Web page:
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Phoenix Police Chief Suspended, Others Demoted After Probes into Gang Charges and Challenge Coin

Phoenix Police Chief Jeri Williams has been suspended for one day and others in her executive staff have been demoted after outside investigations into bogus gang charges for protesters, and a department “challenge coin.”

The decision to falsely charge a group of protesters as a criminal street gang was approved and known at the highest levels of the Phoenix Police Department, according to the investigation conducted by an outside law firm.

The probe found that protest response officers built the case on dubious and non-existent evidence and intentionally tried to “keep things quiet” to circumvent the normal process of classifying a brand new street gang.

The investigation was completed by Ballard Spahr, a law firm.

On Thursday, city officials released the firm’s 50-page investigation into the gang charges.

The firm’s investigators also criticized the city for a lack of cooperation.

“It bears noting, however, that we reach these findings without the benefit of all possible information,” the firm wrote. “PPD did not provide certain information we requested and, on multiple occasions, certain relevant information was provided to the Investigation Team several weeks after information was known to PPD.”

The firm said PPD did not provide certain information in a timely manner allowing certain emails and other documents to be purged due to retention schedules.

The firm also said that the Maricopa County Attorney’s Office declined several requests for information and interviews.

There is a separate report on the challenge coin in which, despite specific and clear knowledge, Chief Williams and other top department leaders failed for years to investigate a controversial challenge coin circulating among the ranks, according to an outside investigation.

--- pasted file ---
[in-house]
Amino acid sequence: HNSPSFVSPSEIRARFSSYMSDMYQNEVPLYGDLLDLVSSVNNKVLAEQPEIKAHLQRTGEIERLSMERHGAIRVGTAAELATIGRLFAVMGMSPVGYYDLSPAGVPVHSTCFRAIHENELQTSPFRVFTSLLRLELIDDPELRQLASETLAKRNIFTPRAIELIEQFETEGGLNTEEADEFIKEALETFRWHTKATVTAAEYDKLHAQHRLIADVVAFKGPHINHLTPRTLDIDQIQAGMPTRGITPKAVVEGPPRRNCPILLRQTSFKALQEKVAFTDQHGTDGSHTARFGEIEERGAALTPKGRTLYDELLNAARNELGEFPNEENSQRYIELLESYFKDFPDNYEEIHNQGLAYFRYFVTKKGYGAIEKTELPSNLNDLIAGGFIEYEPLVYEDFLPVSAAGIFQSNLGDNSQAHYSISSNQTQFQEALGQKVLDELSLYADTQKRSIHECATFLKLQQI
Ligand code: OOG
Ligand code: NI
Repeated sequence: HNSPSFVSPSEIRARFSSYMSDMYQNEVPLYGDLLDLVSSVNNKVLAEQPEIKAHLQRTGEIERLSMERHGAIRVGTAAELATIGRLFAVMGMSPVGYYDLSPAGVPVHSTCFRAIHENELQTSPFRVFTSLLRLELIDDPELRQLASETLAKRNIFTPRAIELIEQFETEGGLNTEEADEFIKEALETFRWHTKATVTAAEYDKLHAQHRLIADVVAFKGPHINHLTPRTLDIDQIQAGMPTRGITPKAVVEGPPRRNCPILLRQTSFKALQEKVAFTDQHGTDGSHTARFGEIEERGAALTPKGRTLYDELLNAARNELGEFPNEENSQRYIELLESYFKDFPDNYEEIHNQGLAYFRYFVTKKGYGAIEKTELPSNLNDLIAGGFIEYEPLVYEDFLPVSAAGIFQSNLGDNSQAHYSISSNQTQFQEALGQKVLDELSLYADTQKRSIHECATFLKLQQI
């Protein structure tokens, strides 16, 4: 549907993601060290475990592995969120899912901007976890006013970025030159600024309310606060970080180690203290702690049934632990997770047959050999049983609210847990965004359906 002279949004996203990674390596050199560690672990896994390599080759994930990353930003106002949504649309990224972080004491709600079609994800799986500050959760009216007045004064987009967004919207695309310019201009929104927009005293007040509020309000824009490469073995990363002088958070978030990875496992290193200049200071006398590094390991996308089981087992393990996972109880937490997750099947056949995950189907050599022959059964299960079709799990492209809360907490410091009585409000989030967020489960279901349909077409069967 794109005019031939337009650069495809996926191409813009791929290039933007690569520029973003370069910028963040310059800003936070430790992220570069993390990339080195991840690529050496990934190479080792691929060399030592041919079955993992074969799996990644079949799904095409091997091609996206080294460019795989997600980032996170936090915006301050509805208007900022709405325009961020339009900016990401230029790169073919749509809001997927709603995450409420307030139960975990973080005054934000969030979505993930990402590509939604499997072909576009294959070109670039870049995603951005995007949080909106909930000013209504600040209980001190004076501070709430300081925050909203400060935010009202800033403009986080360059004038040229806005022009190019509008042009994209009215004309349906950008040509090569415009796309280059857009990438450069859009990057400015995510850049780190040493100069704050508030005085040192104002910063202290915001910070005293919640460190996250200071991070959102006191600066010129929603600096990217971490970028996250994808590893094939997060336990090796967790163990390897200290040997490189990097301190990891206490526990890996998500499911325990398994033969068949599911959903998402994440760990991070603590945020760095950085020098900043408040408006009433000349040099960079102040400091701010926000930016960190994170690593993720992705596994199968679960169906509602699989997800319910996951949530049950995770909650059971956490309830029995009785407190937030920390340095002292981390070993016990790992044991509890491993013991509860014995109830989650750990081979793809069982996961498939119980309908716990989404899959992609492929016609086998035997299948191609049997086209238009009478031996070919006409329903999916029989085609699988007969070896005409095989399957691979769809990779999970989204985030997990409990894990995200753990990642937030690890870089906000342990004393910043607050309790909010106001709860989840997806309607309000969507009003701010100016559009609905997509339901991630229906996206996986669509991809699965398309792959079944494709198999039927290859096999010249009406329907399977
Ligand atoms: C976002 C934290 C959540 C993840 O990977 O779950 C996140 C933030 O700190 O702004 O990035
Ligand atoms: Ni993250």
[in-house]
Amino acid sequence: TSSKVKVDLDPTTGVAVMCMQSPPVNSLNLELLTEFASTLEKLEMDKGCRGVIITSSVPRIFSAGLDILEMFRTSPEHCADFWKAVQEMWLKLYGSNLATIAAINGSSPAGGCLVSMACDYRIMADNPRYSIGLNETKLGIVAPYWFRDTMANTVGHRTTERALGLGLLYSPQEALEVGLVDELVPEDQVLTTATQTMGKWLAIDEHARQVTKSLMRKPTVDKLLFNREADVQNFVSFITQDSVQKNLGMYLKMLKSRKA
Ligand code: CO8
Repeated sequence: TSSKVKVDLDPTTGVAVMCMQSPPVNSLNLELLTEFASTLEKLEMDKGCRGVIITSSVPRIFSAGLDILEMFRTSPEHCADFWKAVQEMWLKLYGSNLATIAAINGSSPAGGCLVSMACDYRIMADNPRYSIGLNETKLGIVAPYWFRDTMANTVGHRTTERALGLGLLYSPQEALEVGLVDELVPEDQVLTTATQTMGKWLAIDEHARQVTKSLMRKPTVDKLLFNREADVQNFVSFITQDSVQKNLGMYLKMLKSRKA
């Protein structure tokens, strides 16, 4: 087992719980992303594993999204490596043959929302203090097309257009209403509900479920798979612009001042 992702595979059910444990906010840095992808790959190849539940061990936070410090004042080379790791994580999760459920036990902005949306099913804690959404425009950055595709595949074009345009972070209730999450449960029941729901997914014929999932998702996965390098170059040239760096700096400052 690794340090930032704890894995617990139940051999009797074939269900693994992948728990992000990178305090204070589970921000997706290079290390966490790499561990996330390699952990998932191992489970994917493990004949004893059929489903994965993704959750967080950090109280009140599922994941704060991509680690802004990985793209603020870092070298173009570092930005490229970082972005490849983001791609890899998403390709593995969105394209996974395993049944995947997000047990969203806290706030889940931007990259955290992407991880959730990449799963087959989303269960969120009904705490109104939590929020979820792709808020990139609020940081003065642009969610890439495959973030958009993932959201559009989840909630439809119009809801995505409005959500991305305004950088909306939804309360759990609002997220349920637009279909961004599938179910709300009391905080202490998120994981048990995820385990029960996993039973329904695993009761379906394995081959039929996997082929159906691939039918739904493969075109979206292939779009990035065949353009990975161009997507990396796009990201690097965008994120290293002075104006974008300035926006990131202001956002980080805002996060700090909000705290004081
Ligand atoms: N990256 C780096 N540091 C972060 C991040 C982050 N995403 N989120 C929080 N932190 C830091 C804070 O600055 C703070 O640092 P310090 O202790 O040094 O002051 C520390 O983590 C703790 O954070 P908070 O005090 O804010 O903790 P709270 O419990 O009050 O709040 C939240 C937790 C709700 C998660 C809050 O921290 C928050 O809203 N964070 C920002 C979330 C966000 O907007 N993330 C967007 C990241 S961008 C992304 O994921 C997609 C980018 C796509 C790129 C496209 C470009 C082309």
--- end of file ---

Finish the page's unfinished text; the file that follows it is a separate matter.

On Oct.17, 2020, a group of protesters were arrested in downtown Phoenix. Ten days later they were indicted by a grand jury on multiple counts, including the street gang charges.

Police and prosecutors testified the group was a gang called “ACAB,” which is short for the phrase “All Cops are Bastards.”

The report determined there was a “pre-charging” meeting on Oct. 23, 2020, to specifically discuss whether to seek the gang charges.

The meeting was attended by officials from the FBI, Phoenix Police Department, and the Maricopa County Attorney’s Office. In attendance were two Phoenix assistant chiefs: John Collins and Lawrence Hein.

“In various interviews, high-ranking PPD officials told us that the ‘whole point’ of the meeting was to decide whether to charge the protesters under the gang statute. One PPD official discussed it as a ‘pre-charging meeting,’” according to the report.

The law firm’s investigators determined that there was a lack of credible evidence that ACAB is a gang or that protesters would resort to violence.

However, despite the lack of evidence, it was decided at the meeting that Sgt. Doug McBride would testify before the grand jury and author a new incident report to “bolster the charges.”